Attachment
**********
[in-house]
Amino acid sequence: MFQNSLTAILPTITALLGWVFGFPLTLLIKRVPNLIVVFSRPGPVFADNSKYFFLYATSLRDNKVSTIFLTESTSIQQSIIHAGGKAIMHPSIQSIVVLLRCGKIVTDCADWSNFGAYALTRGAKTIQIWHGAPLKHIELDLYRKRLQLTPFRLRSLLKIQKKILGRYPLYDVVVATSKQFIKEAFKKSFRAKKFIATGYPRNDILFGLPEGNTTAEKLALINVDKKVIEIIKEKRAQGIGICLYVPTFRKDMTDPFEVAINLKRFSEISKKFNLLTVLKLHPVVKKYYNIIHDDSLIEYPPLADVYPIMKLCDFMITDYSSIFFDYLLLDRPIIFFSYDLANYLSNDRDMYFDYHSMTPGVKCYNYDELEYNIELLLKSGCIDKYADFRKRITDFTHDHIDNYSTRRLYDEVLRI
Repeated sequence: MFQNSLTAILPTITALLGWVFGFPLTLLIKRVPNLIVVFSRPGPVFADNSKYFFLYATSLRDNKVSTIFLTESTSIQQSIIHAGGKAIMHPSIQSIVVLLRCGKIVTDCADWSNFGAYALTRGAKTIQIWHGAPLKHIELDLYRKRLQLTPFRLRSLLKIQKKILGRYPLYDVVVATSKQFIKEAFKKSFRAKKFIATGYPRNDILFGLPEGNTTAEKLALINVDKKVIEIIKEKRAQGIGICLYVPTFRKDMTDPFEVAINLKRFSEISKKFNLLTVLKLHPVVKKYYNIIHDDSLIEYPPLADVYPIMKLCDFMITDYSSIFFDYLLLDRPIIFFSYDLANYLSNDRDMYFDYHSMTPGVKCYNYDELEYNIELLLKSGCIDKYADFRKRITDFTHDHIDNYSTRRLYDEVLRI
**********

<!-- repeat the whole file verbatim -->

[in-house]
Amino acid sequence: MFQNSLTAILPTITALLGWVFGFPLTLLIKRVPNLIVVFSRPGPVFADNSKYFFLYATSLRDNKVSTIFLTESTSIQQSIIHAGGKAIMHPSIQSIVVLLRCGKIVTDCADWSNFGAYALTRGAKTIQIWHGAPLKHIELDLYRKRLQLTPFRLRSLLKIQKKILGRYPLYDVVVATSKQFIKEAFKKSFRAKKFIATGYPRNDILFGLPEGNTTAEKLALINVDKKVIEIIKEKRAQGIGICLYVPTFRKDMTDPFEVAINLKRFSEISKKFNLLTVLKLHPVVKKYYNIIHDDSLIEYPPLADVYPIMKLCDFMITDYSSIFFDYLLLDRPIIFFSYDLANYLSNDRDMYFDYHSMTPGVKCYNYDELEYNIELLLKSGCIDKYADFRKRITDFTHDHIDNYSTRRLYDEVLRI
Repeated sequence: MFQNSLTAILPTITALLGWVFGFPLTLLIKRVPNLIVVFSRPGPVFADNSKYFFLYATSLRDNKVSTIFLTESTSIQQSIIHAGGKAIMHPSIQSIVVLLRCGKIVTDCADWSNFGAYALTRGAKTIQIWHGAPLKHIELDLYRKRLQLTPFRLRSLLKIQKKILGRYPLYDVVVATSKQFIKEAFKKSFRAKKFIATGYPRNDILFGLPEGNTTAEKLALINVDKKVIEIIKEKRAQGIGICLYVPTFRKDMTDPFEVAINLKRFSEISKKFNLLTVLKLHPVVKKYYNIIHDDSLIEYPPLADVYPIMKLCDFMITDYSSIFFDYLLLDRPIIFFSYDLANYLSNDRDMYFDYHSMTPGVKCYNYDELEYNIELLLKSGCIDKYADFRKRITDFTHDHIDNYSTRRLYDEVLRI